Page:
The dichotomy of which I speak is, of course, that old chestnut of masculinity: the dichotomy between the Madonna and the whore. You know, the one that destroys families and relationships and all that fun stuff? Yeah, that one.
So why I am talking about it on a writing blog, of all places? Good question. The answer is kind of complicated, but I woke up with the concept in my head, and I’ve been turning over ways to put a new spin on the concept. The truth is that I think that, like a lot of those old tropes, even a destructive one such as this, there is still some light to be drawn from it if we can only examine it from a different angle. I would especially like to remove the myth’s power because I’ve experienced the damage that it can do to people’s lives on a very personal level. It functions as an essential working part of sexual addiction and helps to keep that particular illness going strong and refuses to die in American society, so I come here not to bury the myth, but to deconstruct it.
For those who aren’t familiar with the myth, it basically posits that there are two classes of women: obviously, the Madonna and the whore. If a woman is not sexually chaste (or at least present the facade of chastity), she’s somehow less of a person. A whore, in other words, and “whoredom” confers both positives and negatives, but mostly negatives. The label is definitely not as cut-and-dried as it seems on the surface. For instance, a man with such a problem of perception may be married to a wonderful woman. He puts her on a pedestal, seeing her as the pure epitome of womanhood. Sex is tainted, so he can’t possibly sully her with sexuality. Therefore he goes out and finds his “whores” upon which he can visit his wretched sexuality. You can see how this represents a splitting of the psyche, an inability to put together sex and love. There is an opposite problem, wherein sexuality always equals love, but we’ll talk about that some other time.
This should seem obvious, but this rarely has anything to do with the woman herself as an individual but instead as a vessel for the issues that the man is compelled to act out. You see how this dehumanizes and becomes a barrier for healthy communication, interaction, and intimacy. This is why the myth is destructive.One prominent example of the Madonna and whore dichotomy is the Star Wars prequels, wherein there is a literal virgin birth, a pursued chaste woman who must turn down a relationship at all costs (while dressing provocatively), the same woman who had the virgin birth suffering sexual assault and therefore dying….the examples of negative attitudes toward women from that series could just go on and on.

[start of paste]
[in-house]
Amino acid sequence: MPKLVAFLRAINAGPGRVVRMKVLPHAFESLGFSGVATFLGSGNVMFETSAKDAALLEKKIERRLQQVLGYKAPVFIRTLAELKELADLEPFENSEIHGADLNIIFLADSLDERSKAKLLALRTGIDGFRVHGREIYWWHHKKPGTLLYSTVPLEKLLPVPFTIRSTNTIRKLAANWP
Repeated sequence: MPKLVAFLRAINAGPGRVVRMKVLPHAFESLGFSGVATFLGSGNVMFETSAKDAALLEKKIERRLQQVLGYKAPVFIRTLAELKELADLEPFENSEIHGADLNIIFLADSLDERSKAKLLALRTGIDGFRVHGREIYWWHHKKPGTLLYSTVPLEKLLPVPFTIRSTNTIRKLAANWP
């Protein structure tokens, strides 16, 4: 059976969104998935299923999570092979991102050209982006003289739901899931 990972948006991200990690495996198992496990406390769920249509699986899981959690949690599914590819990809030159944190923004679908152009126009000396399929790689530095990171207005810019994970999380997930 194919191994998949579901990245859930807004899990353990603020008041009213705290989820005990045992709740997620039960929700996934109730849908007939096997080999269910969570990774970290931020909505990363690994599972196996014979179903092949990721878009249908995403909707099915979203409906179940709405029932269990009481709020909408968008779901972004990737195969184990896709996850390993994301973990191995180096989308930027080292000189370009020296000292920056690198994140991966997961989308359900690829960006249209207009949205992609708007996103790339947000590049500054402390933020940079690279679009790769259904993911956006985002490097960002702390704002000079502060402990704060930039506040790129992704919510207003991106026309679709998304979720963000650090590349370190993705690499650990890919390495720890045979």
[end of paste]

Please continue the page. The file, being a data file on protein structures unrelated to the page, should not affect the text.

I’m not going to get too much into how it represents the patriarchy’s attempt to stifle and control women’s sexuality. For me that’s just a given and, while with this topic it’s nearly impossible to side step the political implications, I’m going to do my best.
By the way, if you’re still writing characters that are divided in such a fashion you really need to think about your characterization, unless you are deliberately going to explore this theme. Every now and then I come across a book that still has a throwback mentality, but for the most part I think people are a lot better about this.
So why bring this up at all, especially as it applies to modern fiction? Why not let it die? Well, because even as things improve, it still stubbornly refuses to die. As such, I would like to take the concept and reverse it – in two ways. One reversal would be to show a character who sees women in such a fashion coming to grips with his own flaws in his thinking and how it continually thwarts what he wants.
I mean, take the typical plot structure. You have the character’s desire, and some functions to thwart the protagonist’s desire. In this instance, the flaw could be the thing thwarting him. In fact, as I write this, it occurs to me that the 40‑Year‑Old Virgin is a really good example of that. He puts women on a pedestal. For him it’s all Madonna, ironically enough, and the movie is about him learning that women are just people. That movie is a gentle, delicate kind of thing, though, and I would like to see something that is not. Something that takes the gloves off and shows the real destruction such a maladaptive idea can wreak. The problem is that this is a very tricky line to walk – the character could end up way too unlikable, rendering him useless. But this is an exploration of ideas, so for now, just assume that it is possible to show an unlikable character who doesn’t turn you off immediately.
The other angle that seems worthy of pursuit is showing a woman who has this complex toward men. They exist. Believe me. I’ve dated a woman who struggled with it. Yet I don’t see the concept used so much, but maybe it’s just because I’m not reading the right kind of fiction? Either way, I think that I might be able to bring something new to it, given my experience.
What I’m looking for is a way to take the old concept and infuse it with modern sensibilities, showing an awareness of how destructive the myth is, what it represents, the destruction it causes in people’s lives. I’m not necessarily looking to teach some sort of writing technique here, just exploring ideas. I’d also be curious to hear what other people have experienced as far as this sort of myth-making goes, and whether there could be other, similar myths that could use deconstruction.